April 4, 2018

Educators for Excellence Teachers Meet with Secretary DeVos and Urge Her to Uphold Discipline Guidance

April 4 (New York) — On the 50th anniversary of Martin Luther King Jr.’s assassination, six teachers from Educators for Excellence (E4E), a teacher-led organization, and E4E Co-Founder and Co-CEO Evan Stone, met with U.S. Secretary of Education Betsy DeVos today to urge her to keep Obama-era guidance that helps teachers discipline students without discriminating.   

Secretary DeVos has said she is considering rescinding the guidance, and conservative lawmakers have attacked the guidance in the wake of the Parkland massacre. E4E teachers and Stone spoke passionately in favor of the non-exclusionary discipline strategies teachers have begun implementing in their schools to foster safer environments that support students’ academic, social and emotional growth. Their quotes are below:

Tynisha Jointer, Behavioral Health Specialist for K-4 in Chicago, IL: “Many people in education have begun to recognize the disproportionality in how students are disciplined, particularly when we’re talking about students of color or students with special needs. We need to continue to examine how we’re disciplining so we can ensure that we’re not discriminating against students in the process. Moreover, we need to be employing strategies that work with students, that help them develop skills in conflict resolution, that help them cope with traumas they’ve experienced and that help them repair and rebuild relationships. These are the skills that will help them stay in school and bring them success in the outside world. The discipline guidance is a critical, non-binding tool that points educators to these best practices.”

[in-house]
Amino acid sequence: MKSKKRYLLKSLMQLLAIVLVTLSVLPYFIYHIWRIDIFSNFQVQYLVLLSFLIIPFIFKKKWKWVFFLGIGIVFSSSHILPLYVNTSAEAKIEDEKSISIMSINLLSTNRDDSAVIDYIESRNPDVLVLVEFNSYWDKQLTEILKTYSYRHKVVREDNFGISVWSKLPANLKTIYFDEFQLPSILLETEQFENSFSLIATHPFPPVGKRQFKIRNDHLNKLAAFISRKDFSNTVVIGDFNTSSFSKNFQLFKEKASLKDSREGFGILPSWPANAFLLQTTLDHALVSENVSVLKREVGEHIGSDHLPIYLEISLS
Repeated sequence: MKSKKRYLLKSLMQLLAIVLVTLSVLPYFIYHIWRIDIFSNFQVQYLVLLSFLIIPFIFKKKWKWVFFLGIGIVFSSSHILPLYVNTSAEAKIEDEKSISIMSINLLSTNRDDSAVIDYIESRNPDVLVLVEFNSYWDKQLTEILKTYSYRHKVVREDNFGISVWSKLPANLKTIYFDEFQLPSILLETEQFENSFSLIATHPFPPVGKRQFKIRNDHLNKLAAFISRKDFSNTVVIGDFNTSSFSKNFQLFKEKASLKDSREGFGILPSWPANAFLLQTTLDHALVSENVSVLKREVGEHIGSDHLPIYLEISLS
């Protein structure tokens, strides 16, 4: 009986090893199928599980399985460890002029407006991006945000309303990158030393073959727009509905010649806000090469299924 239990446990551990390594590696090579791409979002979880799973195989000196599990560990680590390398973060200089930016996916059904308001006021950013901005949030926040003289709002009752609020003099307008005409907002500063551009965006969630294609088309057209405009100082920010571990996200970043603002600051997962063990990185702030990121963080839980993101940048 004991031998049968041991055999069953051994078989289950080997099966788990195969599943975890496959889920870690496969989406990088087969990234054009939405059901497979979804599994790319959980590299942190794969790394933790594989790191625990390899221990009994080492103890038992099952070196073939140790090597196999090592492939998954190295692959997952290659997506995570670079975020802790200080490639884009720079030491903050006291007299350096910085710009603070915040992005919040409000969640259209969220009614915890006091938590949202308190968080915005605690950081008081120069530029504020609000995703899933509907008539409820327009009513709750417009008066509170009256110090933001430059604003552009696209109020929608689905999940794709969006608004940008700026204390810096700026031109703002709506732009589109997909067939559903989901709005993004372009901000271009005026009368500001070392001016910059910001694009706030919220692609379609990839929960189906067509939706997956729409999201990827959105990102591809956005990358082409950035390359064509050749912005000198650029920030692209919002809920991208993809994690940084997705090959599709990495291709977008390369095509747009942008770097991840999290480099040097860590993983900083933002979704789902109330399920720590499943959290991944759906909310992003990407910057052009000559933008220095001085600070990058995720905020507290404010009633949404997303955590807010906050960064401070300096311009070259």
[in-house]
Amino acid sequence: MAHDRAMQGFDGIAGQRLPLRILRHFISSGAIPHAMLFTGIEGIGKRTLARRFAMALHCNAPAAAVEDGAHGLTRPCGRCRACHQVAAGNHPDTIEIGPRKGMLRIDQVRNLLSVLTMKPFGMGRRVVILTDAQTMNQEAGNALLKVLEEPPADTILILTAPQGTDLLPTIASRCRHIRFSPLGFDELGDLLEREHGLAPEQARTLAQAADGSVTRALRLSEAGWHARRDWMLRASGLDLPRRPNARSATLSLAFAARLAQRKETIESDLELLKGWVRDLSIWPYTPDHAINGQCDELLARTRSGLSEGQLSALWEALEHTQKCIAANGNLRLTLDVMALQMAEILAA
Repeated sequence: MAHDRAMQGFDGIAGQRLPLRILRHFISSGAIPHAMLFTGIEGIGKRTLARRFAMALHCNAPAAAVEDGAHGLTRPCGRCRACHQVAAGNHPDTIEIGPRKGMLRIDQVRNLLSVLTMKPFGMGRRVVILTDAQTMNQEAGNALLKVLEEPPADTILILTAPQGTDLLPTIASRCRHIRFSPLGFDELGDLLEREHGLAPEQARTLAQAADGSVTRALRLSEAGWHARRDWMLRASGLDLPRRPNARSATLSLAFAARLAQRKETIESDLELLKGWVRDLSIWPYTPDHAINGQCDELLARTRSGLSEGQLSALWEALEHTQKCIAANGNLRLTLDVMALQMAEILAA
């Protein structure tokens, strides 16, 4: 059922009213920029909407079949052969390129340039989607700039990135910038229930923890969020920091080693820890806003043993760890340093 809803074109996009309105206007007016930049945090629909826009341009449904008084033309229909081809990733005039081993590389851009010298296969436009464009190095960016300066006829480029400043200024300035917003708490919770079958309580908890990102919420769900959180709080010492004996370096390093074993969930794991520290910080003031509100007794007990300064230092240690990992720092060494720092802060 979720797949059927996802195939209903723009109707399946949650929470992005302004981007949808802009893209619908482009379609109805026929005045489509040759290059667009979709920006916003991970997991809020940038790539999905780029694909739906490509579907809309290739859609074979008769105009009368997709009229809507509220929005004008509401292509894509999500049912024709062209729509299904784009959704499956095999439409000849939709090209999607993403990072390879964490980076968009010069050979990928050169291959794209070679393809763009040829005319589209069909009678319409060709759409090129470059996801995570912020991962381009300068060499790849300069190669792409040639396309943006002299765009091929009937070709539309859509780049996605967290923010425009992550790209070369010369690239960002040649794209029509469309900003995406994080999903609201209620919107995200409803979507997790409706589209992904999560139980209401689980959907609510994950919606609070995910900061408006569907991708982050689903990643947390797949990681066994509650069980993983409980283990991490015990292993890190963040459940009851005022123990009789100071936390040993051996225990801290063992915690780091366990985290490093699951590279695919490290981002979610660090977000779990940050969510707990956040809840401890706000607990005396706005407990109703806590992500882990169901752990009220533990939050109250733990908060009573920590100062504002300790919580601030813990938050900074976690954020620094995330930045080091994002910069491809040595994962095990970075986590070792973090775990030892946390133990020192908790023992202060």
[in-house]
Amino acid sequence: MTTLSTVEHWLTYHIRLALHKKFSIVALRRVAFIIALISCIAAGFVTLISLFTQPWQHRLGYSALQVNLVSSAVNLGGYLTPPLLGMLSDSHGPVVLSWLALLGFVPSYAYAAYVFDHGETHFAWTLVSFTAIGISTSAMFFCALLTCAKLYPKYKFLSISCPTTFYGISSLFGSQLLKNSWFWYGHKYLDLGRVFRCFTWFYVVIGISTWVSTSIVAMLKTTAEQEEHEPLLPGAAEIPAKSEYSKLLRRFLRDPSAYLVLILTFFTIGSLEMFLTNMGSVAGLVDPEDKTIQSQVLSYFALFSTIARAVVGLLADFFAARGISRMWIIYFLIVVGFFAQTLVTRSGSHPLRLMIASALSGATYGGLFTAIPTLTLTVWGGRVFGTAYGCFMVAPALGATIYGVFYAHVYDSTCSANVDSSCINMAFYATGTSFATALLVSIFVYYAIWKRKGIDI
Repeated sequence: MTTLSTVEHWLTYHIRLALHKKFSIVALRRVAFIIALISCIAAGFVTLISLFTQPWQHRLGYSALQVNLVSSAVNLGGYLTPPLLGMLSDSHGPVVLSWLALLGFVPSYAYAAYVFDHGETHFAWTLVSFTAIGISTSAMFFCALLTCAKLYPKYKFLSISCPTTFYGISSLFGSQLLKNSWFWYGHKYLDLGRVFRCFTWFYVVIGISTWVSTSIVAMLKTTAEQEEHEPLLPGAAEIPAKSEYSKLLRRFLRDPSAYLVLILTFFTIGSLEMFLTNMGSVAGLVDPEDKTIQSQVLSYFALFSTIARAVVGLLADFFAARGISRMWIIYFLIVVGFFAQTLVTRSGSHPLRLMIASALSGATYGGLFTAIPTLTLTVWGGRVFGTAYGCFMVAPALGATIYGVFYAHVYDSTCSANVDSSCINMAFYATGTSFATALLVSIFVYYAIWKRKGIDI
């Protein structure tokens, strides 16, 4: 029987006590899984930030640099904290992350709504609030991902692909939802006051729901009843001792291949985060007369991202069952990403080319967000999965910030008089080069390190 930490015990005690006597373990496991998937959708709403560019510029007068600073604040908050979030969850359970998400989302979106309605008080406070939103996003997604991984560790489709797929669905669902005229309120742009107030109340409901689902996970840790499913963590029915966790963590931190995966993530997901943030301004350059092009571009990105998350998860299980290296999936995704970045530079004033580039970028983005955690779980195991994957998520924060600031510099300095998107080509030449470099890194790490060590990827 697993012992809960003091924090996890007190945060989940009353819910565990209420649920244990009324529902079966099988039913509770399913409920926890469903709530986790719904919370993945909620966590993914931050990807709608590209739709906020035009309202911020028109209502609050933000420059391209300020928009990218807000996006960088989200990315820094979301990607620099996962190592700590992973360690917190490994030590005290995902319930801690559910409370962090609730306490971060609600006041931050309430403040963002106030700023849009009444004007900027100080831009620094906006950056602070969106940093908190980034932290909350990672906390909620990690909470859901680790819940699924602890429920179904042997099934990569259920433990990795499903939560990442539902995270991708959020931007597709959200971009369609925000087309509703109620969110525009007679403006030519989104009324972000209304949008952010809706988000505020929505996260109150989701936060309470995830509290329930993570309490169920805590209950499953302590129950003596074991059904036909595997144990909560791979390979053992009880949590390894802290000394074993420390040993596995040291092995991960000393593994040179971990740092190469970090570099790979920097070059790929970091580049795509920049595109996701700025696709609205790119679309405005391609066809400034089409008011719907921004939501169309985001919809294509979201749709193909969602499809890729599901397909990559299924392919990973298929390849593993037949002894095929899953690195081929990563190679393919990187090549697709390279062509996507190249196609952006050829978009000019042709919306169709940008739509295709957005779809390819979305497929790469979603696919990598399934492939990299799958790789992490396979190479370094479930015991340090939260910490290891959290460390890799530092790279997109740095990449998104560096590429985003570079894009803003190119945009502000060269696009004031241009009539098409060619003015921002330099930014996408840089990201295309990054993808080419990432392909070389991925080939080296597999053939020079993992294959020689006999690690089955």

Fallon Daniels, assistant principal at Danbury High School in Danbury, CT: “Suspensions and other punitive punishments are used as an attempt to find a one-size-fits-all solution to a myriad of issues. Unfortunately, there is no one solution. There are many reasons students may feel unsafe, from mental health issues to anxiety about their citizenship status to surroundings permeated with violence and drug use. Schools must meet students’ challenges with climates that offer support and guidance, not overly harsh punishment. Strategies like those outlined in the guidance allow educators like us to give students the higher-order thinking skills that improve their academic and social-emotional learning and, ultimately, the school climate overall.”

Marisa Crabtree, English/AVID teacher at Lincoln High School in Los Angeles, CA: “These guidelines have helped LAUSD address the causes of misbehavior before they start. Because of this guidance, I can get to the root of the issue and teach students to manage their behaviors and avoid disruptions. Relying on punitive discipline like suspensions does not solve the problem and creates an antagonistic and unproductive environment. This guidance does more to hold students accountable and ultimately improve behavior than suspensions ever can, creating a positive climate that gives students a productive pathway to express the pain and hurt they may have experienced in creative - rather than destructive - outlets.”

Olinka Crusoe, English as a New Language teacher at New Bridges Elementary, K532 in New York City, NY: “Every day, each student in my school is welcomed into the school by the principal and assistant principal. They’re greeted by teachers and staff who know not just their academic needs, but their personalities and strengths. Their parents observe and volunteer in their classrooms. When students know that the adults in their lives care about them and are looking out for them, they thrive. I urge Secretary DeVos to uphold the 2014 guidance that gives schools the tools to recognize and support the whole child.”

Nina Leuzzi, pre-K teacher at Bridge Boston Charter School in Boston, MA: “I am incredibly lucky to be part of a school staff that prioritizes creating a system of restorative discipline as opposed to one that is reactive and punitive. By putting an emphasis on social-emotional learning, trauma-informed teaching and unpacking what culturally-responsive practices should look like, students, teachers and families are able to work together to support each other, which has a profound effect on school culture and climate. The discipline guidance challenges us all, individual teachers, schools, districts, states and the nation to look at students as individuals who we aim to serve regardless of their behavior, ending unnecessary exclusion and bias discipline so that every child is valued and known.”